The Autism Society Philippines (ASP) is a national, non-profit organization dedicated to the well-being of persons on the autism spectrum disorder. We envision a society where Filipinos on the spectrum become the best of their potentials -- self-reliant, independent, productive, socially-accepted citizens of an Autism-OK Philippines.

21 May 2010

The So Called “Normal” World

By: Amaris Grace M. Cabason ASP Marikina Valley Chapter

"Why would you feel sorry for someone who gets to opt out of the inane courteous formalities which are utterly meaningless, insincere and therefore degrading? This kid doesn't have to pretend to be interested in your back pain or your excretions or your grandma's itchy place. Can you imagine how liberating it would be to live a life free of all the mind-numbing social niceties? I don't pity this kid, I envy him," said Dr. Gregory House of his autistic patient -- From the TV series “House”

This quote has much meaning in my life because, one, I am tired of mind-numbing social realities, and two, my youngest brother, suffers from borderline autism. Unless you know the symptoms of autism, Vinz would pass off as a normal kid.

Sisters Amaris and Issa with Brother Vinz

He used to have trouble keeping eye contact. He has problems keeping still. He runs around and dances without music. He talks to strangers and sometimes, to no one in particular, but he goes on as if he is actually conversing with someone. He gets frustrated easily. He asks questions, out of the blue and answers them by himself -which shows, he already knew the answers to those questions anyway! He has fixations like green socks, the number 9, and Mr. Bean.

Social norms, status quo and proper behavior are things he has difficulty understanding. Vinz has trouble knowing right from wrong. There is no black or white to him. The only time he knows he did something bad, is when he is scolded or when get mad.

One problem is particularly difficult. This has happened once too many times before, at different malls, shops, and grocery stores. Once he sees something he wants, he has to get it NOW or else he would throw a fit.

It would be embarrassing, not to mention utterly frustrating, because calm explanations to Vinz would not work. He would scream (shriek would be a more appropriate word) with every ounce of strength each of his vocal cords can muster, scratch and punch the unfortunate person who tries to hold and restrain him. And more often than not, we have to physically carry him away from the object of interest, hurry out the mall or cut short our trips.

Vinz’s autism diagnosis was confirmed at three years old. To help him with communication and behavioral modification and coping in school, his Developmental Pediatrician recommended Speech and Occupational Therapy. Since both my parents have to work full-time everyday, I was tasked to accompany him to his M-W-F therapy.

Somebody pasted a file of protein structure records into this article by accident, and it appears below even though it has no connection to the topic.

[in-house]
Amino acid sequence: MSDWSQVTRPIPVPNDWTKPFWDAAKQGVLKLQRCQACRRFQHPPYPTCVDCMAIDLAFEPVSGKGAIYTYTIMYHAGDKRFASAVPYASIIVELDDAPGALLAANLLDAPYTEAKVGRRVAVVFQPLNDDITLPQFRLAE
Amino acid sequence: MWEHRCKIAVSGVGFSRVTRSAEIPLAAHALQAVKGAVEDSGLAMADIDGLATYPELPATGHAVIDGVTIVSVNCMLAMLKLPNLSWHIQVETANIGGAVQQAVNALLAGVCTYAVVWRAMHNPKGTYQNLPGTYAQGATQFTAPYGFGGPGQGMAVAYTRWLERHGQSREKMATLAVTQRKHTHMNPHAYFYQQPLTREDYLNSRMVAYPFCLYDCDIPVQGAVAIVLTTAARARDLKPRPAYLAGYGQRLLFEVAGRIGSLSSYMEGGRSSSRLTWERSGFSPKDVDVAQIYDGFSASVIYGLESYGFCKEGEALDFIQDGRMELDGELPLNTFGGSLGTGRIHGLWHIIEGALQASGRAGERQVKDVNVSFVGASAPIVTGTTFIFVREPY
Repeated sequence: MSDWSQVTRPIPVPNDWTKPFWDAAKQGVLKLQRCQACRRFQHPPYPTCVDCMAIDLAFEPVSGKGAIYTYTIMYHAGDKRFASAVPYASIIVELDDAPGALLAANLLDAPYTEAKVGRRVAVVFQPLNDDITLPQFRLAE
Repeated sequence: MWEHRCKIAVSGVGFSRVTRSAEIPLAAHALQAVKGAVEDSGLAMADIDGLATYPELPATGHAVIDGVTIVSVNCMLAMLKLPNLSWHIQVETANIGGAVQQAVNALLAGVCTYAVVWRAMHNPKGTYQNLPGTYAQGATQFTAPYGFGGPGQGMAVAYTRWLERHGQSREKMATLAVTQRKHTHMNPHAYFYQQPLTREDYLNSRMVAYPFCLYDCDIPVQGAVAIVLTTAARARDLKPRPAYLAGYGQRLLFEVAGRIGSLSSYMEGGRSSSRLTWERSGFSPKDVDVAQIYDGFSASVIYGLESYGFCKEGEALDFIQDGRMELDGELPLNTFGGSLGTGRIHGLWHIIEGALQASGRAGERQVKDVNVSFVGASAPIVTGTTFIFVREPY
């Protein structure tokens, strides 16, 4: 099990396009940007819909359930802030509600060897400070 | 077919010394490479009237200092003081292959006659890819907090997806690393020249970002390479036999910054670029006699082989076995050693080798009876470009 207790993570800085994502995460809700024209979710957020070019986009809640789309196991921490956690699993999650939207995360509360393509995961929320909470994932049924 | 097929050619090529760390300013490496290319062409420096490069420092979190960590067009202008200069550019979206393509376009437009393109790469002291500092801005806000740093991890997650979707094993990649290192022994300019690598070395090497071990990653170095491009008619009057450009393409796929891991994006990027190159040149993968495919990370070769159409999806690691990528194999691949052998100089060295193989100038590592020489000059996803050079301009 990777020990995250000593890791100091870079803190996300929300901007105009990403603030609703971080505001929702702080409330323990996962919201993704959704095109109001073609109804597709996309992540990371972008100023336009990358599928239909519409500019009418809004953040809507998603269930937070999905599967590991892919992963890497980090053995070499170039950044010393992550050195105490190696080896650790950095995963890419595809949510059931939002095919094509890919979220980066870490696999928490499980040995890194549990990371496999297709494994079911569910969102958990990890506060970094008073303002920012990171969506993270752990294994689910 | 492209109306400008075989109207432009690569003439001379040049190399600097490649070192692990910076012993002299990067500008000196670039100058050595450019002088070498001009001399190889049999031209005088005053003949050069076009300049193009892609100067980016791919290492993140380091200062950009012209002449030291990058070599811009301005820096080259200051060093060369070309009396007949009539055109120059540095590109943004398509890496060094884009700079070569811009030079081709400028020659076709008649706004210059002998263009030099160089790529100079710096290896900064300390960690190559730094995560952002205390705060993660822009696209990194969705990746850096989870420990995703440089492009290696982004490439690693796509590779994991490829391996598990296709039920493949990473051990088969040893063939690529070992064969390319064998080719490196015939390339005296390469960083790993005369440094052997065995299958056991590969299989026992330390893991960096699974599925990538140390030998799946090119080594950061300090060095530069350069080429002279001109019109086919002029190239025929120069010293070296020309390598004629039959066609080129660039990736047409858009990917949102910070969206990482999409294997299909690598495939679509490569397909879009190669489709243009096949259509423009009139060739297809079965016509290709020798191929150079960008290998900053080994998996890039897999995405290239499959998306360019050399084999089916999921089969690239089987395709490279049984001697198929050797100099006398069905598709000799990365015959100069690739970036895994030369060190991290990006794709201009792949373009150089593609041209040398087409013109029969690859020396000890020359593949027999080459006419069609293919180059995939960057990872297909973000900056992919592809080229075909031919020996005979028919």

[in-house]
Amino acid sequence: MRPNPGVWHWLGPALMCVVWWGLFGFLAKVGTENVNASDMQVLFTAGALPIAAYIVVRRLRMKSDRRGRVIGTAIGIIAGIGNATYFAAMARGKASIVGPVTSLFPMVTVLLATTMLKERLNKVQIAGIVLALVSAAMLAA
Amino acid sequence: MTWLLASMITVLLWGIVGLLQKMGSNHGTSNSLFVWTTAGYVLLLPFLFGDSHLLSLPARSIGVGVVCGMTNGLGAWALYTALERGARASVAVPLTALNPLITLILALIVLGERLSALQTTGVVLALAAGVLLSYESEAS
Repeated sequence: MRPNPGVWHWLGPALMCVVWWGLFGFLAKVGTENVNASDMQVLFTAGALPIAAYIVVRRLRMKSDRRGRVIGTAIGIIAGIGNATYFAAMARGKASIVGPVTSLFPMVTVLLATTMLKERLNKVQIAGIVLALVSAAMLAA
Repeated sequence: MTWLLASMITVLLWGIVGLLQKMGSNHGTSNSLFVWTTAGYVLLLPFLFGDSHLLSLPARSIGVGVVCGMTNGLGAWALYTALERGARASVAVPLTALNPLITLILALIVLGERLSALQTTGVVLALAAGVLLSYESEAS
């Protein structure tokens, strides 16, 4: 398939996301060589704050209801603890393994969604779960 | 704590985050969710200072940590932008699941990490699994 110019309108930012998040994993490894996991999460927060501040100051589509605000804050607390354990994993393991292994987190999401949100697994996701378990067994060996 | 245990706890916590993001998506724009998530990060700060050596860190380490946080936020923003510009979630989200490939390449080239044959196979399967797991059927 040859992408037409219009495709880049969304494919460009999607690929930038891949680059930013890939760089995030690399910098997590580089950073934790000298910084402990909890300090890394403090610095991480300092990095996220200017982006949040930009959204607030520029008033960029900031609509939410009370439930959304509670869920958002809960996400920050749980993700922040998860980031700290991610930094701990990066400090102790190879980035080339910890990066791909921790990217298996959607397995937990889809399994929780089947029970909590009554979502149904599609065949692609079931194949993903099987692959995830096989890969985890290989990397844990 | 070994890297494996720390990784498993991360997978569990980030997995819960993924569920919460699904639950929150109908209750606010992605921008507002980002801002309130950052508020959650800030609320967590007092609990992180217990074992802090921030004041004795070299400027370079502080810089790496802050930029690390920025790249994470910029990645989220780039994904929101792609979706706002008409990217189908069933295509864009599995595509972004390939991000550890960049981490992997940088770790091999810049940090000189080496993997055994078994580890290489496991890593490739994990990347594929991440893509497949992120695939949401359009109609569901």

Living 24/7 with an autistic brother is quite an experience. But seeing him in a school where many like him ran around comfortably and where he belonged is a completely different encounter.

These kids, like Vinz, do not fit-in in our so-called “normal world”. What good is a normal world of niceties and notoriety? A normal world of extremes we all have to deal with, all at the same time? What do these kids miss out on anyway? Come to think of it, whose loss is it really? The ability to lie our way through something? To use deceit just to be on top? To worry about worldly things and do anything just to achieve them?

I thank God for how Vinz’s condition reminds me of innocence, and how easily we lose it or taint it as we grow older. It is not just the state of blankness or openness a child has that needs to be filled; but the bliss of constant amazement and curiosity.

Never holding grudges and easily saying “to forgive is to forget”. Asking questions and depending on Mom or Dad for answers instead of shutting them out from our life as soon as we become teenagers.

It’s that steady smile on his face that makes me envy him, devoid of shallow worries about what to wear or where to go; or how to make someone like us, or worse, how to be like someone else for them to like us.

It’s all those things -- or rather, the absence of it -- beautifully woven and protected by innocence. That, sometimes, makes me think, that perhaps, we are the ones who missed out on what it means to be part of “their world”… and that they are the lucky ones.

*Reprinted from ACAP News 2009


Amaris Grace M. Cabason is an incoming 2nd year student at the San Beda College of Law. She is the daughter of Alex and Marivi Cabason, President and First Lady of ASP Marikina Chapter. Be an Angel for Autism. Donate now and help ASP Chapters with their programs and services. Log on to ASP Community Website. Call us at 7-903-5496 or write to .


Unknown said...

Very well said. Reminds me of my son's behavior he is only two when he was first diagnosed now he is three and responds very well to therapy.

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